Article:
|Matthew and The Atlas — Other Rivers (2014)|
Matthew and The Atlas — Other Rivers
••» “For I have discovered that there are other rivers. And this my boys will not know for a long time nor can they be told. A great many never come to know that there are other rivers.” — John Steinbeck. “Other Rivers marks a massive step forward off the precipice of Hegarty’s true potential. There is much more to come, of that I’m certain. He has something to offer that’s unique in a musical world that desperately needs artists of this caliber.” — HEIDI DROCKELMAN
••» “Will the UK folk scene ever properly recover from the sonic crimes of Mumford & Sons? Of course it will, and here’s Matthew and the Atlas’ Matt Hegarty to make a confident case for the defence. On his Communion Records debut Other Rivers, Hegarty has produced an impressive showcase for both his eclectic musicality and ability as a vocal songwriter, successfully combining the poetic leanings of British folk into a modern musical context.
••» While our American brethren have continued to dominate the genre, the domestic scene has been met with undeserved apprehension. Matthew and the Atlas are the real deal. A cornerstone and a real asset to the British folk circuit.” — Ben Philpott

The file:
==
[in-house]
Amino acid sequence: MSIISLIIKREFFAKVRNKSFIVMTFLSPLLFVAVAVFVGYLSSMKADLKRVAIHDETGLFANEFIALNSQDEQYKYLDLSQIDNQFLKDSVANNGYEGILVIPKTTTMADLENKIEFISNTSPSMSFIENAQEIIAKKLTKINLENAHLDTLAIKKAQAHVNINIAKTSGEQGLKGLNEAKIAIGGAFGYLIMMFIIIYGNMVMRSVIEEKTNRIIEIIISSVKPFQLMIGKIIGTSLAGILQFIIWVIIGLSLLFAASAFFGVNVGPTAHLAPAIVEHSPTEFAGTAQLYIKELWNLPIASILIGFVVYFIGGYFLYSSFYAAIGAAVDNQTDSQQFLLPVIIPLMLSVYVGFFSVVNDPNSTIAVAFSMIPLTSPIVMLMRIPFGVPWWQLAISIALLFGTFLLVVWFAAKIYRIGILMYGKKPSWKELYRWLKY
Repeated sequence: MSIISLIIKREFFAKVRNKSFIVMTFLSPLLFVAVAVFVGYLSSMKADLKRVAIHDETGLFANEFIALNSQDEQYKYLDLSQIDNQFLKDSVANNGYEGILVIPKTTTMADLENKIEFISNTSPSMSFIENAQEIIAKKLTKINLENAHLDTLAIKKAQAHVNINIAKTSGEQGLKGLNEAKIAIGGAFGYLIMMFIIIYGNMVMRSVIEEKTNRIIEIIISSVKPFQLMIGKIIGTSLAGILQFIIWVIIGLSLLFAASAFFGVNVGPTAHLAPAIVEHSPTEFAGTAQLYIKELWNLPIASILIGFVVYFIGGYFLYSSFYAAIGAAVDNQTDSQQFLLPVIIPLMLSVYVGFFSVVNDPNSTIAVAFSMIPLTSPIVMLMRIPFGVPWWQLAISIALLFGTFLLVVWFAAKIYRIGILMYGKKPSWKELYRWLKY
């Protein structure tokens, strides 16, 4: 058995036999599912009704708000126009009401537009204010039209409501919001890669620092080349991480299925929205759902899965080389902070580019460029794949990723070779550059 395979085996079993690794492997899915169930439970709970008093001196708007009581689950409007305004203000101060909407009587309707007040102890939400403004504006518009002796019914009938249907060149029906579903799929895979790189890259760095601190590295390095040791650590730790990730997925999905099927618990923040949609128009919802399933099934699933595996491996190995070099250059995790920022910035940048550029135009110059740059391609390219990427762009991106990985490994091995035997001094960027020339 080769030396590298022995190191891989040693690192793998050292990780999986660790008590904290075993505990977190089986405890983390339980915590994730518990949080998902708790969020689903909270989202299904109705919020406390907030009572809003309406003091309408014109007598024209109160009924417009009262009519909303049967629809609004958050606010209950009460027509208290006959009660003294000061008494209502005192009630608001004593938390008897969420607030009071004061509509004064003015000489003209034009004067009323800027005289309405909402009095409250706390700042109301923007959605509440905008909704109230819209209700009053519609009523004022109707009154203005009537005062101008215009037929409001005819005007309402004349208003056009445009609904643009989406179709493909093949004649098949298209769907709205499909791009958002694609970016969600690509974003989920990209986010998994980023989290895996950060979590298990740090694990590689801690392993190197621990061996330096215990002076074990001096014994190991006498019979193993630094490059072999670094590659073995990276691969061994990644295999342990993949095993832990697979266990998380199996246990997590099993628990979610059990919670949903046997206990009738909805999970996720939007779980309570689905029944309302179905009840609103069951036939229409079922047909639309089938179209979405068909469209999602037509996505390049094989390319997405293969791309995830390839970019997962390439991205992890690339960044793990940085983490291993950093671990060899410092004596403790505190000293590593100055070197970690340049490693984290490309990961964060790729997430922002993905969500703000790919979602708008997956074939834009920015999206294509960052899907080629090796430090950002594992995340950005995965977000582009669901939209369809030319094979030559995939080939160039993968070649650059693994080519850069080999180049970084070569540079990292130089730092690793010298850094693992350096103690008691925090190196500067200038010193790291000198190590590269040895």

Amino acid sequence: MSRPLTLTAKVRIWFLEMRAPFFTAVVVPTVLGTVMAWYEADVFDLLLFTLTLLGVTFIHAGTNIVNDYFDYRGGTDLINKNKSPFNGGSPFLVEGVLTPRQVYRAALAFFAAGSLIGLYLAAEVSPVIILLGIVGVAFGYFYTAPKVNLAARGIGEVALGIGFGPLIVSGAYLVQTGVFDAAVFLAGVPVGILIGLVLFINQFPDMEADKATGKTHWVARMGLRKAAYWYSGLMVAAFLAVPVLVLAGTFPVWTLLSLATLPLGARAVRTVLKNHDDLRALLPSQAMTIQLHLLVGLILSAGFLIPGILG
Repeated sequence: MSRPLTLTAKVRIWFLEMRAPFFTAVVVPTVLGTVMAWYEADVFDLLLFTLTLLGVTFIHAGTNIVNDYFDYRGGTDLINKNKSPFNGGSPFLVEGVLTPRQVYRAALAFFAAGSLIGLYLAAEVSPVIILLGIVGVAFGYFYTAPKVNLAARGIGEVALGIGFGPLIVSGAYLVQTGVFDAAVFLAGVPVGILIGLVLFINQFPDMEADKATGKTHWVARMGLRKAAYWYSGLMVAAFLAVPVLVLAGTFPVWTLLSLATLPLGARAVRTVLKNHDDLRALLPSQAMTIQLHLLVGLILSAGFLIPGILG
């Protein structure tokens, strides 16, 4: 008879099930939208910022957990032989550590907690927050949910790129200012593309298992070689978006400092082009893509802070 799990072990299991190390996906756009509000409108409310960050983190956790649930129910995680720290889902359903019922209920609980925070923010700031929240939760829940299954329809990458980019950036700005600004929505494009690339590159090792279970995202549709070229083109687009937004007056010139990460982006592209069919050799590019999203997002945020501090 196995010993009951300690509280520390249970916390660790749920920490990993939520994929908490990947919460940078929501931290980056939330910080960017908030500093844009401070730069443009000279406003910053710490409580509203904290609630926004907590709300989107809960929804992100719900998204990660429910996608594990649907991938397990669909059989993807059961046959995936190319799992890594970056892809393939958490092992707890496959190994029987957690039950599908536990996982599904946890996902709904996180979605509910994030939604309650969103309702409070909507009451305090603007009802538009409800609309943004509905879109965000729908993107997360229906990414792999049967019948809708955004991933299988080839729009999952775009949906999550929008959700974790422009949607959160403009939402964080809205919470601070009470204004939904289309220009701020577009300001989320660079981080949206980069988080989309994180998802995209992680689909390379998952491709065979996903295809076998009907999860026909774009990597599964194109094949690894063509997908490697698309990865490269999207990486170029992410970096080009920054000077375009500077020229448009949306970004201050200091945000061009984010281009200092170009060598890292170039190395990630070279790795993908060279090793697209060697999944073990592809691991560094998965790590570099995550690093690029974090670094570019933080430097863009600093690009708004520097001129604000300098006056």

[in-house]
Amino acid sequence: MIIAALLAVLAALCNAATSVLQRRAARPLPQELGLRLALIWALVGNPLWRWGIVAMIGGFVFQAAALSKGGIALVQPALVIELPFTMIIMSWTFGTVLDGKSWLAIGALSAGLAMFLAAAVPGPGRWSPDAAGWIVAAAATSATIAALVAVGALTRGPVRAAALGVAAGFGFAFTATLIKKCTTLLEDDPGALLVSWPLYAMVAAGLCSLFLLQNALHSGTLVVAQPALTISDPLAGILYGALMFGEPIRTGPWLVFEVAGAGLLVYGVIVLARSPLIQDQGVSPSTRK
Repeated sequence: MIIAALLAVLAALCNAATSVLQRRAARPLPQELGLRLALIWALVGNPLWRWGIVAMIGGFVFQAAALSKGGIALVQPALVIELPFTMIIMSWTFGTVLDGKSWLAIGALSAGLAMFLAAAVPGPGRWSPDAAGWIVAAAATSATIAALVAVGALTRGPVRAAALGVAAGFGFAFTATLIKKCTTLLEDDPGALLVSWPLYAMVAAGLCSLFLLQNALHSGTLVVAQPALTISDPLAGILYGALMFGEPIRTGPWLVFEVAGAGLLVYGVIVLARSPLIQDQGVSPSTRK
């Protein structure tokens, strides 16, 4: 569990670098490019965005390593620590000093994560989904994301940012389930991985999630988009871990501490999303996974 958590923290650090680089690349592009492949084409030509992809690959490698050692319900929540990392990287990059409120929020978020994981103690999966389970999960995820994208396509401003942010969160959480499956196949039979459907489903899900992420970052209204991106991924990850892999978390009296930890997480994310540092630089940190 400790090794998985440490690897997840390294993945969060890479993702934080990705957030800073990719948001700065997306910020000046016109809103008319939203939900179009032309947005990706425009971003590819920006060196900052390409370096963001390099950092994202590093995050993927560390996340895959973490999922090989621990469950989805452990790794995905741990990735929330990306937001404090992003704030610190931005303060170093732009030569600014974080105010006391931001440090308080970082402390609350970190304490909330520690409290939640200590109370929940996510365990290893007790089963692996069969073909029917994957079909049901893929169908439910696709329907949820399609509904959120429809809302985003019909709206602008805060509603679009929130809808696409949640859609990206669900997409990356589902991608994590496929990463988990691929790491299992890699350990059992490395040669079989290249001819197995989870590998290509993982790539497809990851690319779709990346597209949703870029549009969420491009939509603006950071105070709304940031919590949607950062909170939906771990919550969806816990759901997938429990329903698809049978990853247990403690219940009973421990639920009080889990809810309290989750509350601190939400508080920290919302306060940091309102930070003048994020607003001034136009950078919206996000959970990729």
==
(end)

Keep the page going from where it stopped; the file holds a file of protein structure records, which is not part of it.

Location: Aldershot ~ London, UK
Album release: April 14th, 2014
Record Label: The Communion Label
01 Into Gold 3:50
02 Pale Sun Rose 3:04
03 To the North 3:36
04 Out of the Darkness 4:10
05 Counting Paths 4:07
06 Everything That Dies 4:27
07 Nowhere Now 3:45
08 A Memory of You 3:24
09 Old Ceremony 3:37
10 Another Way 3:21
© Matthew & the Atlas 2014
RIYL: Bon Iver, Ray LaMontagne, David Gray
By Graeme Marsh | posted on 8 Apr 2014 | Score: ****
••» London based musician and part–time landscape gardener Matt Hegarty, the driving force behind folk–rooted Americana outfit Matthew and the Atlas, has sculpted a completely different shape to his music on debut album Other Rivers; as such, this long–awaited album marks a considerable career crossroads that will no doubt disappoint some fans but also draw in many others.
••» Whilst earlier EPs focused on a folky, acoustic banjo–heavy sound, the new offering has been heavily influenced by producer Kevin Jones who introduced Hegarty to the wonders of Apple’s Logic software. This results in a considerable shift towards Moby–like electronica based soundscapes, with vocal melodies sitting prettily on top like fancy icing on the sweetest of baked delights.